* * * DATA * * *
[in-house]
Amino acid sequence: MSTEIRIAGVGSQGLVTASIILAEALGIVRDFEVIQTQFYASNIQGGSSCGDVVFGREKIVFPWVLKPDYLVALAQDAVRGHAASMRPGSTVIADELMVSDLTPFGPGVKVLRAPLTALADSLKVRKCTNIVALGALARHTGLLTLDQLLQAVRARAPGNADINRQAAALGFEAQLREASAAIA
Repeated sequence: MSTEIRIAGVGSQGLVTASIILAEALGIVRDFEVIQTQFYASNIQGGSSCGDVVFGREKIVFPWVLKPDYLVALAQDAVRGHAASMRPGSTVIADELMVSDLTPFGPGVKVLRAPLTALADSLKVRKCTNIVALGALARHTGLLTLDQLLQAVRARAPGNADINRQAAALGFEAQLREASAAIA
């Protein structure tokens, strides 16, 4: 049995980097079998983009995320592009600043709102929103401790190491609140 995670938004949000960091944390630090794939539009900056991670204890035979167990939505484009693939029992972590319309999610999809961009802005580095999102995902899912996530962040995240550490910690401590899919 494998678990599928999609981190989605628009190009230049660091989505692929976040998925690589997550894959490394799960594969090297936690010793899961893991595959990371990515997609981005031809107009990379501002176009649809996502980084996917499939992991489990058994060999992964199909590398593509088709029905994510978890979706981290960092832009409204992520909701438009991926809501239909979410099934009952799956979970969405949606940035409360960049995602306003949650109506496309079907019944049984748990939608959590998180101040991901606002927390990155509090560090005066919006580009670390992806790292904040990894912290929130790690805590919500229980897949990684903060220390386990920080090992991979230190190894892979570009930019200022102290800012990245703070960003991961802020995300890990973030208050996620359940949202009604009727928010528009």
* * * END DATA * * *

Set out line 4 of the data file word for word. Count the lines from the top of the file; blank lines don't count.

């Protein structure tokens, strides 16, 4: 049995980097079998983009995320592009600043709102929103401790190491609140 995670938004949000960091944390630090794939539009900056991670204890035979167990939505484009693939029992972590319309999610999809961009802005580095999102995902899912996530962040995240550490910690401590899919 494998678990599928999609981190989605628009190009230049660091989505692929976040998925690589997550894959490394799960594969090297936690010793899961893991595959990371990515997609981005031809107009990379501002176009649809996502980084996917499939992991489990058994060999992964199909590398593509088709029905994510978890979706981290960092832009409204992520909701438009991926809501239909979410099934009952799956979970969405949606940035409360960049995602306003949650109506496309079907019944049984748990939608959590998180101040991901606002927390990155509090560090005066919006580009670390992806790292904040990894912290929130790690805590919500229980897949990684903060220390386990920080090992991979230190190894892979570009930019200022102290800012990245703070960003991961802020995300890990973030208050996620359940949202009604009727928010528009």